My chevy beats the jeep hands down in power, comfort, traction, clearance, and most of all, parts cost, availiabilty, and interchangeability.
    Do yourself a favor keep the chevy and don't ever question your choice.

    TRUST ME,

    Andy
     
  8. jekbrown

    jekbrown I am CK5 Premium Member GMOTM Winner Author

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    [ QUOTE ]
    Several of my friends have Jeeps and are telling me...

    [/ QUOTE ]

    lesson #1, never listen to a guy in a heep. /forums/images/graemlins/grin.gif

    [ QUOTE ]
    1) The truck currently has Corporate 10 bolts with 3.73's. Im looking at starting with 33's then maybe someday 35's so will the 10 Bolts be OK or is a Dana 44 a better interum setup? What about changing the stock hubs?

    [/ QUOTE ]

    D44 and 10b are almost identical in strength, really no point in swapping out a 10b for a d44. As to tires, yes a 10b should be able to handle 33s with no problems, prolly even 35s. The front 10b is the better of the two, its relatively easy to swap in stronger axle shafts and/or u-joints and have a relatively durable axle. The rear 10b is semi-floating, and pretty much nuttin short of converting it to full-floating (very $pendy) will make it much more 4x4 worthy. Semi-floating axles suck because the axle shaft must bear the weight of the rig and the torque used to turn the wheels. Full floating axles shafts only bear the torque to turn the wheels while bearings hold the weight of the rig. That said, there are better axles for the rear of your rig... a 12b or semi-floating 14b could prolly be found hella cheap (ck5ers are swappin them out all the time!) and would be much better for 4x4 purposes.

    [ QUOTE ]
    2) I have a line on some Eaton posi's, will those work in front and rear or do I really need a Locker?

    [/ QUOTE ]

    I wouldnt put a locker in a 10 bolt... thats just my opinion. I had two very well built 10b in my rig at one point, I used Detroit trutracs (lim slip) front and rear and that worked really well for me. If you can get those eatons hella cheap, it might not be a bad deal at all. any kind of limited slip etc is better than an open diff.

    [ QUOTE ]
    3) I was thinking about a 2.5" front spring swap with 2.5" shakle flips due to the simplicity or do I need to go to 4" and make all the mods that go with that?

    [/ QUOTE ]

    if you are working on a budget... I'd go with a short lift. Whether thats 2.5" or 4" depends on what you want to do with the rig. If you trim fenders, you can fit 35s with no lift at all. If you dont wanna touch the fenders, you'll need atleast 4" to get over 35s. Personally, if I was you, I'd put a "wanted to buy" post here on ck5 and follow the "for sale" forum to find someone selling their lift (peeps here are always going bigger). So long as the springs are in good shape you could prolly get a hell of a deal and save your limited $$$ for other projects.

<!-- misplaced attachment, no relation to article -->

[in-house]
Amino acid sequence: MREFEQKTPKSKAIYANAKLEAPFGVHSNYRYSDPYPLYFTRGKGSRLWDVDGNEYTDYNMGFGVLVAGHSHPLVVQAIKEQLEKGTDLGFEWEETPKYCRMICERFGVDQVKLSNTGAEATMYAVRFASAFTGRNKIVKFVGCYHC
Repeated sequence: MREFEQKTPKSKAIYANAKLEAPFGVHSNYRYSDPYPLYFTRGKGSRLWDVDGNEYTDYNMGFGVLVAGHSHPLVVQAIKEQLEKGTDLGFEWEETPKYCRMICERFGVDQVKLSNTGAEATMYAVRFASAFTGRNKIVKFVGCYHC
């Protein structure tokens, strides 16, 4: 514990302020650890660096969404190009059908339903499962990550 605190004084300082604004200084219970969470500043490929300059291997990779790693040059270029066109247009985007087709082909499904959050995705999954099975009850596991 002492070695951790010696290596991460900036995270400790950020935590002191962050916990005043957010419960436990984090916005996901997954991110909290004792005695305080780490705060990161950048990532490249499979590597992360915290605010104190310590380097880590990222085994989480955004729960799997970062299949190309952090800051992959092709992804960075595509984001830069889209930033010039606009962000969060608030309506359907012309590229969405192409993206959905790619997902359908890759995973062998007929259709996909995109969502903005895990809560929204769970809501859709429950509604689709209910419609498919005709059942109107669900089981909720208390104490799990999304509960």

[ QUOTE ]
    From what can tell, theres a million changes thats required for 4" and many problems that can come with it.

    [/ QUOTE ]

    yes, the higher you lift the more mods you need to do to make it work well. If you dont wanna mess with your driveshafts and all that jazz right now, 2.5" of lift might be a good idea... you wouldnt need much in the way of steering-correcting stuff either... prolly just a dropped pitman arm.

    Shackle flips are always a good way to lift the rear end of a k5... dunno how cheap they are these days but lots of peeps make shackle flip kits... combine that with some used springs off ck5 here and you're set...

    [ QUOTE ]
    4) The xfercase is a 208, is the 205 a better swap? can the xfercase chaindrive handle the load of 33's or what mods need to be done. What about a fixed yoke ?

    [/ QUOTE ]

    For what you are going to run, the 208 is entirely sufficient. The 205 is better in that it has a iron case (tough!), all-gear drive (tough!) and fixed yokes f/r. The 208 on the other hand is lighter and has a better low range. For me, the deal breaker for swapping a 205 in place of my 208 was the rear slip yoke. Theres no two ways about it, slip yokes are a crappy design. Always have been, always will be. That said, for what you plan on using your rig for, the 208 should be fine. You can always swap it out later when you get more $... for the time being $ would prolly be spent better elsewhere.

    [ QUOTE ]
    5) What about loading on the 700r trans?

    [/ QUOTE ]